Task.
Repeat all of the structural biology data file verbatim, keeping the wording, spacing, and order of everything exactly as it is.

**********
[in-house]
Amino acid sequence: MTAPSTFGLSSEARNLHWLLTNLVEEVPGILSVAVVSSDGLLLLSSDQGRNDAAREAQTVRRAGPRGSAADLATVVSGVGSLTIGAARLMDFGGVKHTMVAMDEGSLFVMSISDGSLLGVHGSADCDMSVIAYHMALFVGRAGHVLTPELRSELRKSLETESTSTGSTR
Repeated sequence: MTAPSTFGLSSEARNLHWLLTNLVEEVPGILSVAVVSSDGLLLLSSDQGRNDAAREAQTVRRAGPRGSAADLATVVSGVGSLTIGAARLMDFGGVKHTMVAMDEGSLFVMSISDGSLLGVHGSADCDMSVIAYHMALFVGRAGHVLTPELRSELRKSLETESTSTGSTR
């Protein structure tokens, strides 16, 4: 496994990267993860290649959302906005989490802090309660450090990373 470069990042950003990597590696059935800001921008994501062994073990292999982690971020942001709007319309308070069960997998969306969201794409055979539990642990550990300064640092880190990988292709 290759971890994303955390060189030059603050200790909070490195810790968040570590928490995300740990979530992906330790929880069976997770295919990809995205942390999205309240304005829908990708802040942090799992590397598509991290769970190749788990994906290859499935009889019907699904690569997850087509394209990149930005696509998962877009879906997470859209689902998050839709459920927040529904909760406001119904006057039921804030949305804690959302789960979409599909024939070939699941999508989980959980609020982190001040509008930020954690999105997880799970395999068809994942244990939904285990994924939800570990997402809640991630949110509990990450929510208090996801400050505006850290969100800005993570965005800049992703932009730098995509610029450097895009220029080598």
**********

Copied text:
[in-house]
Amino acid sequence: MTAPSTFGLSSEARNLHWLLTNLVEEVPGILSVAVVSSDGLLLLSSDQGRNDAAREAQTVRRAGPRGSAADLATVVSGVGSLTIGAARLMDFGGVKHTMVAMDEGSLFVMSISDGSLLGVHGSADCDMSVIAYHMALFVGRAGHVLTPELRSELRKSLETESTSTGSTR
Repeated sequence: MTAPSTFGLSSEARNLHWLLTNLVEEVPGILSVAVVSSDGLLLLSSDQGRNDAAREAQTVRRAGPRGSAADLATVVSGVGSLTIGAARLMDFGGVKHTMVAMDEGSLFVMSISDGSLLGVHGSADCDMSVIAYHMALFVGRAGHVLTPELRSELRKSLETESTSTGSTR
């Protein structure tokens, strides 16, 4: 496994990267993860290649959302906005989490802090309660450090990373 470069990042950003990597590696059935800001921008994501062994073990292999982690971020942001709007319309308070069960997998969306969201794409055979539990642990550990300064640092880190990988292709 290759971890994303955390060189030059603050200790909070490195810790968040570590928490995300740990979530992906330790929880069976997770295919990809995205942390999205309240304005829908990708802040942090799992590397598509991290769970190749788990994906290859499935009889019907699904690569997850087509394209990149930005696509998962877009879906997470859209689902998050839709459920927040529904909760406001119904006057039921804030949305804690959302789960979409599909024939070939699941999508989980959980609020982190001040509008930020954690999105997880799970395999068809994942244990939904285990994924939800570990997402809640991630949110509990990450929510208090996801400050505006850290969100800005993570965005800049992703932009730098995509610029450097895009220029080598």